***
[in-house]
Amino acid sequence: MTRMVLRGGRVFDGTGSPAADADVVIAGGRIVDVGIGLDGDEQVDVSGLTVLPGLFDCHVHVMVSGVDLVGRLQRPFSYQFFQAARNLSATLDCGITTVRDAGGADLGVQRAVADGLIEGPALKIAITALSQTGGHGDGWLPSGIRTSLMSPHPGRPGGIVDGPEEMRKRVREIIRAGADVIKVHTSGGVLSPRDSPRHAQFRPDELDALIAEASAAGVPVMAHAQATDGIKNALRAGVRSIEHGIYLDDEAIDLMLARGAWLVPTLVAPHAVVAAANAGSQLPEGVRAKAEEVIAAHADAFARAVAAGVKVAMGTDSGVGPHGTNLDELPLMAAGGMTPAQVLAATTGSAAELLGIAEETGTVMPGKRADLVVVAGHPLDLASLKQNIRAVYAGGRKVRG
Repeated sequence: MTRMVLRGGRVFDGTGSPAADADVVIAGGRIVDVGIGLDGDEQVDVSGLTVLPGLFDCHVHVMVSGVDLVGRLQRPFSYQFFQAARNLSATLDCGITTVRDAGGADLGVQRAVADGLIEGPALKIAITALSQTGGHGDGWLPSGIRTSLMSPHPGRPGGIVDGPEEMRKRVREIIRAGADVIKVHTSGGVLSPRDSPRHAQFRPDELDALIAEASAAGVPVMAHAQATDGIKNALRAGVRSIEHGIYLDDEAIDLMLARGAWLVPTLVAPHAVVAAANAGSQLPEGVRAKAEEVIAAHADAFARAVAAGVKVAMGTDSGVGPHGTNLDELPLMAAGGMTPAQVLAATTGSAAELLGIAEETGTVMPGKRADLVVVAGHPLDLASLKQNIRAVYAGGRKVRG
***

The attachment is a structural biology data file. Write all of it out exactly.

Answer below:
[in-house]
Amino acid sequence: MTRMVLRGGRVFDGTGSPAADADVVIAGGRIVDVGIGLDGDEQVDVSGLTVLPGLFDCHVHVMVSGVDLVGRLQRPFSYQFFQAARNLSATLDCGITTVRDAGGADLGVQRAVADGLIEGPALKIAITALSQTGGHGDGWLPSGIRTSLMSPHPGRPGGIVDGPEEMRKRVREIIRAGADVIKVHTSGGVLSPRDSPRHAQFRPDELDALIAEASAAGVPVMAHAQATDGIKNALRAGVRSIEHGIYLDDEAIDLMLARGAWLVPTLVAPHAVVAAANAGSQLPEGVRAKAEEVIAAHADAFARAVAAGVKVAMGTDSGVGPHGTNLDELPLMAAGGMTPAQVLAATTGSAAELLGIAEETGTVMPGKRADLVVVAGHPLDLASLKQNIRAVYAGGRKVRG
Repeated sequence: MTRMVLRGGRVFDGTGSPAADADVVIAGGRIVDVGIGLDGDEQVDVSGLTVLPGLFDCHVHVMVSGVDLVGRLQRPFSYQFFQAARNLSATLDCGITTVRDAGGADLGVQRAVADGLIEGPALKIAITALSQTGGHGDGWLPSGIRTSLMSPHPGRPGGIVDGPEEMRKRVREIIRAGADVIKVHTSGGVLSPRDSPRHAQFRPDELDALIAEASAAGVPVMAHAQATDGIKNALRAGVRSIEHGIYLDDEAIDLMLARGAWLVPTLVAPHAVVAAANAGSQLPEGVRAKAEEVIAAHADAFARAVAAGVKVAMGTDSGVGPHGTNLDELPLMAAGGMTPAQVLAATTGSAAELLGIAEETGTVMPGKRADLVVVAGHPLDLASLKQNIRAVYAGGRKVRG